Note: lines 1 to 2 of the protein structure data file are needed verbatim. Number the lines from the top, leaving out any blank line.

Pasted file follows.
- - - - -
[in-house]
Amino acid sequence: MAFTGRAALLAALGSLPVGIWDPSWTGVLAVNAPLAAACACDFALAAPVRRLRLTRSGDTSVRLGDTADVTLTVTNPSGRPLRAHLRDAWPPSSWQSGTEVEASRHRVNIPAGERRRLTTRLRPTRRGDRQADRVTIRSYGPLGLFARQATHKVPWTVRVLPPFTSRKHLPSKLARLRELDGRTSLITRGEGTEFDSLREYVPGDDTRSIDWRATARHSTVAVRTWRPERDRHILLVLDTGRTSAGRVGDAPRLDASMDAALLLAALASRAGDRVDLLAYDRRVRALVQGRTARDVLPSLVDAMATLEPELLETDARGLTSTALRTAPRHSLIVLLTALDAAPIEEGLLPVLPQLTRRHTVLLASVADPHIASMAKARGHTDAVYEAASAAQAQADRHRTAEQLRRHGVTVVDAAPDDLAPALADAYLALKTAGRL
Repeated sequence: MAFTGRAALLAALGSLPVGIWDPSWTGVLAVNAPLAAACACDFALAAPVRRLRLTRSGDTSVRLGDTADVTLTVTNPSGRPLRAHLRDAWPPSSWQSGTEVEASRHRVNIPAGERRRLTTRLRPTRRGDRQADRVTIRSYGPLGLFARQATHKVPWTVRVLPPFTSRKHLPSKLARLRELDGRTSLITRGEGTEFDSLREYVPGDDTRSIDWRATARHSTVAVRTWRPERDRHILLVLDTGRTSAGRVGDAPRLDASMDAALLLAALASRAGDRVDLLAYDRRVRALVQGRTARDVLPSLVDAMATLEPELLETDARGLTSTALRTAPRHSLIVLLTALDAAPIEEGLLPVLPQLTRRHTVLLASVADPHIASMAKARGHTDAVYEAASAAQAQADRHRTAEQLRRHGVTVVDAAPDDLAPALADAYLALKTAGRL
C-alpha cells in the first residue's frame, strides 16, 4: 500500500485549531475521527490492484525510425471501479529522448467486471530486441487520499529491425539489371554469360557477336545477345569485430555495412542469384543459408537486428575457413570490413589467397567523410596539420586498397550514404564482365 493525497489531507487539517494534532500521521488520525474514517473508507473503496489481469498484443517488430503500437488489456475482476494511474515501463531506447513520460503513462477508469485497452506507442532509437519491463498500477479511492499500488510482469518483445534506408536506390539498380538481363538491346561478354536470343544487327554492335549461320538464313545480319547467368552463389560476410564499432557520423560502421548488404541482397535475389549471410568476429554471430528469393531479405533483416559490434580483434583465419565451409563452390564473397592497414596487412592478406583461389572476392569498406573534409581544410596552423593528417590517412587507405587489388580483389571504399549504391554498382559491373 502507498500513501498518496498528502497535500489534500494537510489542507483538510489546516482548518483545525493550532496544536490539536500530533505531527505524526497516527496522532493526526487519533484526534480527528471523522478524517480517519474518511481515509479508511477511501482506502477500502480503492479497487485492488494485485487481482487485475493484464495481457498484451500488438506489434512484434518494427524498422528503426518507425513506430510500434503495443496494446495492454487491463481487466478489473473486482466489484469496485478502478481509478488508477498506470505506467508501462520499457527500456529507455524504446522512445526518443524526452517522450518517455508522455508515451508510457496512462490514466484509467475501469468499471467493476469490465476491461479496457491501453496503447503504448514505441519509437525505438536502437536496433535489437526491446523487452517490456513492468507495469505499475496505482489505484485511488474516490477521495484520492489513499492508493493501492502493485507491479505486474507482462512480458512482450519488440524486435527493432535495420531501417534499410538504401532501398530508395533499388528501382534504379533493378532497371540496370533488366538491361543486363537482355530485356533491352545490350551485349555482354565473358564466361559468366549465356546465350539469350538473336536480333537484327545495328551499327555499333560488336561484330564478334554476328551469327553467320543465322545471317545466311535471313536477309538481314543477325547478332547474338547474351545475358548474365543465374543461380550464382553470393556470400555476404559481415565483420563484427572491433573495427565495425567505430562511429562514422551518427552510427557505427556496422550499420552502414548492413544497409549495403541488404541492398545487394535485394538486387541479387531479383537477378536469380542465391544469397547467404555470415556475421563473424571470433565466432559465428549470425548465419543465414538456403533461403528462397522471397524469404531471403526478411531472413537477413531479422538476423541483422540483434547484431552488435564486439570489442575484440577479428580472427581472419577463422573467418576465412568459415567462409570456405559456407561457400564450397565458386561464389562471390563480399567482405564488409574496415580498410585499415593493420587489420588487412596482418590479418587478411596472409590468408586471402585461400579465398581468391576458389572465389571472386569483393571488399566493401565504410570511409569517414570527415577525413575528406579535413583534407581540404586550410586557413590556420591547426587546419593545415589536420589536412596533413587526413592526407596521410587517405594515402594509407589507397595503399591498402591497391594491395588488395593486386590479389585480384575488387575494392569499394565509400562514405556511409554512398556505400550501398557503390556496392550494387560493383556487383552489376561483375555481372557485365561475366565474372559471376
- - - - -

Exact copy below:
[in-house]
Amino acid sequence: MAFTGRAALLAALGSLPVGIWDPSWTGVLAVNAPLAAACACDFALAAPVRRLRLTRSGDTSVRLGDTADVTLTVTNPSGRPLRAHLRDAWPPSSWQSGTEVEASRHRVNIPAGERRRLTTRLRPTRRGDRQADRVTIRSYGPLGLFARQATHKVPWTVRVLPPFTSRKHLPSKLARLRELDGRTSLITRGEGTEFDSLREYVPGDDTRSIDWRATARHSTVAVRTWRPERDRHILLVLDTGRTSAGRVGDAPRLDASMDAALLLAALASRAGDRVDLLAYDRRVRALVQGRTARDVLPSLVDAMATLEPELLETDARGLTSTALRTAPRHSLIVLLTALDAAPIEEGLLPVLPQLTRRHTVLLASVADPHIASMAKARGHTDAVYEAASAAQAQADRHRTAEQLRRHGVTVVDAAPDDLAPALADAYLALKTAGRL